My answer to Question #1

The Primacy of the Bishop of Rome comes from the Gospels. The Popes have always claimed that it comes from Christ, through Peter, to the Bishop of Rome. Not through canons.

...the holy Roman Church has been set before the other churches not by any synodical decrees but by the evangelical voice of our Lord and Savior, saying: "Thou art Peter... [PL 13: 374]

This decree comes from a Roman council under Pope St. Gelasius[492-496], or Pope St. Damasus[366-384] who is according to the Sixth Ecumenical Council an "... adamant of the faith" [Mansi 11: 661-2]

There is evidence for the Primacy in the Councils. Writing for the Council of Aquileia[381] St. Ambrose calls the Roman Church:

... head of the entire Roman world... for from thence, as from a fountain head, the rights of venerable communion flow unto all... [Ep. 11. PL 16: 946]

In some cases the councils themselves asked for confirmation from the Pope. The councils of Milevis and Carthage[both 416] in Africa condemned the Pelagian heresy. Pope St. Innocent I[401-417] wrote back to both these councils and made claims to authority.

For you have approved of referring this matter to our judgment, knowing what is due to the Apostolic See... [PL 20: 582-3]

...thus following the formula of the ancient rule, which as you know has ever been observed along with me by the whole world... [PL 20: 589-90]

St. Augustine praised these letters of Pope St. Innocent saying:

... he answered in a manner which was proper and necessary for a bishop of the Apostolic See. [Ep. 186. PL 33: 816-17]

I already mentioned the Lateran Council which St. Maximus the Confessor[580-662] considered Ecumenical. It didnít form any canons on the Primacy. It simply used it for the good of the church. At the council Steven of Dora, who was a bishop under St. Sophronius of Jerusalem, stated why he had come to Rome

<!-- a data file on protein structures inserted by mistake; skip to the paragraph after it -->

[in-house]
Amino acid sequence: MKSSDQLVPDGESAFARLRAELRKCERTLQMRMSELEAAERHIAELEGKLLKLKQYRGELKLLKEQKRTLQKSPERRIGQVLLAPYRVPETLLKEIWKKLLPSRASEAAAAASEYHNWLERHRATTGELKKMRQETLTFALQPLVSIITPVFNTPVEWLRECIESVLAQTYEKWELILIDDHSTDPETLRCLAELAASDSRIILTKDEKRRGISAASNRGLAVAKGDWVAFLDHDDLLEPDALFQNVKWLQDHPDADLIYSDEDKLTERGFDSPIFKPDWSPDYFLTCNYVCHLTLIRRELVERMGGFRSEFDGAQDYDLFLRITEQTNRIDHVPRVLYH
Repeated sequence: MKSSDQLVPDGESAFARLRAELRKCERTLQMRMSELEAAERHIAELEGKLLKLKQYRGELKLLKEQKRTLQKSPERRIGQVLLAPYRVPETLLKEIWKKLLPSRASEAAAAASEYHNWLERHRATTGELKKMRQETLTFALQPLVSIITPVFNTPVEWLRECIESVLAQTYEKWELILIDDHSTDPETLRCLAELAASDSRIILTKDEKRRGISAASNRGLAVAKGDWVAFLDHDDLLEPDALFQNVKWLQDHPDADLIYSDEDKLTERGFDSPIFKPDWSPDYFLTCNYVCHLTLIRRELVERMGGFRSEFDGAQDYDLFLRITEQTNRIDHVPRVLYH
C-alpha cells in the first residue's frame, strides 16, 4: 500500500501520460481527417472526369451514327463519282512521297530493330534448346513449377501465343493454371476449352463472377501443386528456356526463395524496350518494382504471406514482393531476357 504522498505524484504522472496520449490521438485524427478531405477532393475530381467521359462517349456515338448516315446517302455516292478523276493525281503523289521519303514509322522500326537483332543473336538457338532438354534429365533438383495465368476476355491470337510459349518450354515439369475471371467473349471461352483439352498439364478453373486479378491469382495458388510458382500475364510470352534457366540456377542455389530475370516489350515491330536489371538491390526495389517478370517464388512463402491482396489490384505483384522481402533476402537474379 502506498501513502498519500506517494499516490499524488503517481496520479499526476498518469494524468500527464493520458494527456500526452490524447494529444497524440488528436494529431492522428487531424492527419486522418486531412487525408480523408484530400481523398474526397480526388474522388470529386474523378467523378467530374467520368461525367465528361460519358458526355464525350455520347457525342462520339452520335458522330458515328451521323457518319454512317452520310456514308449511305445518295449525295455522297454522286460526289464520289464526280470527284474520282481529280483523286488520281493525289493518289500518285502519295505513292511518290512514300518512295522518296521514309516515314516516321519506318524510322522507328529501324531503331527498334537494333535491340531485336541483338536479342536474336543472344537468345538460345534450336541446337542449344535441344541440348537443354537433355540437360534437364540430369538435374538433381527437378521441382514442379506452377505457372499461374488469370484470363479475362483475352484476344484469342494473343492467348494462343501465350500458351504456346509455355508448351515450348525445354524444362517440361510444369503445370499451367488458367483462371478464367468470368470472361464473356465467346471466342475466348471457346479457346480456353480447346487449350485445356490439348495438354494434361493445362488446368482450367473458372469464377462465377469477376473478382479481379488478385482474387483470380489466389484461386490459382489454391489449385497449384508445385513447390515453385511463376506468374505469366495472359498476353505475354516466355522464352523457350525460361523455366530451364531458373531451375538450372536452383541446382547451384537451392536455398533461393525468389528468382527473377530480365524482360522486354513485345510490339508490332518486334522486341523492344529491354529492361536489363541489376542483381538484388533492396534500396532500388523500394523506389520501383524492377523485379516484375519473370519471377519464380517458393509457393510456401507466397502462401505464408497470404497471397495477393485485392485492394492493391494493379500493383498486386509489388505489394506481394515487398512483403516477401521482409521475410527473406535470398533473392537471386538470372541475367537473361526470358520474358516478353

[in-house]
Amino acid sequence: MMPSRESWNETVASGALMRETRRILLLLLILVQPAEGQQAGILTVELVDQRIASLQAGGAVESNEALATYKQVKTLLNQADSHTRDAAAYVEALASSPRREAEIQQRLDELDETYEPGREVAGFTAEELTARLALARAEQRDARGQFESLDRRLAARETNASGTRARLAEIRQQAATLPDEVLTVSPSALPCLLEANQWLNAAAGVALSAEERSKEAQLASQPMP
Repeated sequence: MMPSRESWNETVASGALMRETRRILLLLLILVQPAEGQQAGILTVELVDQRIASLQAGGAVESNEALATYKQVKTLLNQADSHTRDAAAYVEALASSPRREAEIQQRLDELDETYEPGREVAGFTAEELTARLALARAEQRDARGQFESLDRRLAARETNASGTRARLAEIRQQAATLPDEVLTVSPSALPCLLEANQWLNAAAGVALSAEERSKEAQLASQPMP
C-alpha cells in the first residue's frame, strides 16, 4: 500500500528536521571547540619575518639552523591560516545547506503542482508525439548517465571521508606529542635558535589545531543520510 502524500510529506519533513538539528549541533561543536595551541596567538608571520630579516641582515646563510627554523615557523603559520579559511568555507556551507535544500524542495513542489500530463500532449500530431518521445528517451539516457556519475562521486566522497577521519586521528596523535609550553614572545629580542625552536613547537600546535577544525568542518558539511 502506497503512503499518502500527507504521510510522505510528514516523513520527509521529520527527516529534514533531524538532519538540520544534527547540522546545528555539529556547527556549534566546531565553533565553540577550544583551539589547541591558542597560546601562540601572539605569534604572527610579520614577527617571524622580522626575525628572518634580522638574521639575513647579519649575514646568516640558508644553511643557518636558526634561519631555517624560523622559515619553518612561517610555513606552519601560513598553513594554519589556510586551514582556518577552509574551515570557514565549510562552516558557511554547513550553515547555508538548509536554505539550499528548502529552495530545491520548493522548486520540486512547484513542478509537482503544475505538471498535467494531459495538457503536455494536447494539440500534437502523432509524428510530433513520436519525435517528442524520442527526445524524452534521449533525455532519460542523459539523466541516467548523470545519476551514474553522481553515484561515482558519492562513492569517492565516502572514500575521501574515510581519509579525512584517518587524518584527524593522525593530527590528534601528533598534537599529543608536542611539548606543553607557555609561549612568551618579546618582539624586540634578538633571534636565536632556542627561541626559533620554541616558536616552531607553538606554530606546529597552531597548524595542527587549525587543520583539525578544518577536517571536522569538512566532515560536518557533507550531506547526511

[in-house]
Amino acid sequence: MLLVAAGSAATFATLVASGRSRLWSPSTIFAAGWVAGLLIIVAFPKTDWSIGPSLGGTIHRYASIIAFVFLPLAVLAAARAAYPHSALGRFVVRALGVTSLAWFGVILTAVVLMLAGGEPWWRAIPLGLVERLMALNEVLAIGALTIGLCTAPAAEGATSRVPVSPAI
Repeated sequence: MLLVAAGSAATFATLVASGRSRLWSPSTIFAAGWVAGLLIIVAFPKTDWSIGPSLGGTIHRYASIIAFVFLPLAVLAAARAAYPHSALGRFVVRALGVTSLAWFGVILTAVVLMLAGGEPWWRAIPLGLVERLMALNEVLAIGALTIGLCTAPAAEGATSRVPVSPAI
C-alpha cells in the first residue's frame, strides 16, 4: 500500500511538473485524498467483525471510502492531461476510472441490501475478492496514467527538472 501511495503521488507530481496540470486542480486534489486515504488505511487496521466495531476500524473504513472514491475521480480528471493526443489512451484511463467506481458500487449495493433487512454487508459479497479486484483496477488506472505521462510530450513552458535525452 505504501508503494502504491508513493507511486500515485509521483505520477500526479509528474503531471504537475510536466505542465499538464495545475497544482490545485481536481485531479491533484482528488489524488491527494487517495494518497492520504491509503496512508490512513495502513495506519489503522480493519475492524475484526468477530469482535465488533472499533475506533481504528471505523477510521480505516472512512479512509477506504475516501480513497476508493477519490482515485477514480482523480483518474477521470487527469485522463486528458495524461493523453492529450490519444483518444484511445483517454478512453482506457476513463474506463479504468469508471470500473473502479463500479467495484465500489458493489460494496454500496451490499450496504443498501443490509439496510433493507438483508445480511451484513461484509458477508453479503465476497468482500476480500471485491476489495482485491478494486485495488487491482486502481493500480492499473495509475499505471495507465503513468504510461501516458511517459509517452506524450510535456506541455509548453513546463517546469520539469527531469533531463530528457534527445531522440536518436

to that Chair which rules and presides over all, that is to yours, the head and highest... because the truly great Peter, leader of the apostles, clearly was deemed worthy not only to be entrusted with the keys of heaven, alone [and] apart from the rest... [Mansi X, 893]

Stephenís testimony is consistent with a Primacy that is based on the Gospels. A Primacy which comes from Christ through Peter.

Pope St. Martin[642-649] appointed as vicar in the east John bishop of Philadelphia. He does so

...by the authority given us in the Lord through Saint Peter, prince of the apostles. [Mansi X, 827-31]

The authority of, "Blessed Peter prince of the Apostles" is not valid only in times of crisis. It can be used at any time. Pope St. Agatho used this exact authority when he reorganized the hierarchy of Britain. [Mansi 11: 181]

The Councils did not form canons on the Primacy because they presupposed it.

Question #1

St Maximus the Confessor[580-662] spoke of:

... Rome, that is, the Apostolic See, which from God the Incarnate Word Himself as well as all the holy Councils, according to the sacred canons and definitions, has received and possesses supreme power in all things and for all things, over all the holy churches of God throughout the world, as well as power and authority of binding and loosing. For with this church, the Word, who commands the powers of heaven, binds and looses in heaven. [PG 91: 144]

St. Maximus also wrote:

For ever since the Word of God condescended to us and became man, all the Churches of Christians everywhere have held, and hold the great Church there as their sole basis and foundation, because, according to the very promises of the Lord, the gates of hell have never prevailed over her, but rather she has the keys of the orthodox faith and confession; she opens the genuine and only piety to those who approach her piously, but closes every heretical mouth that speaks injustice... [PG 91: 137-40]

Do you agree with these statements or not? If not tell me why St. Maximus is wrong?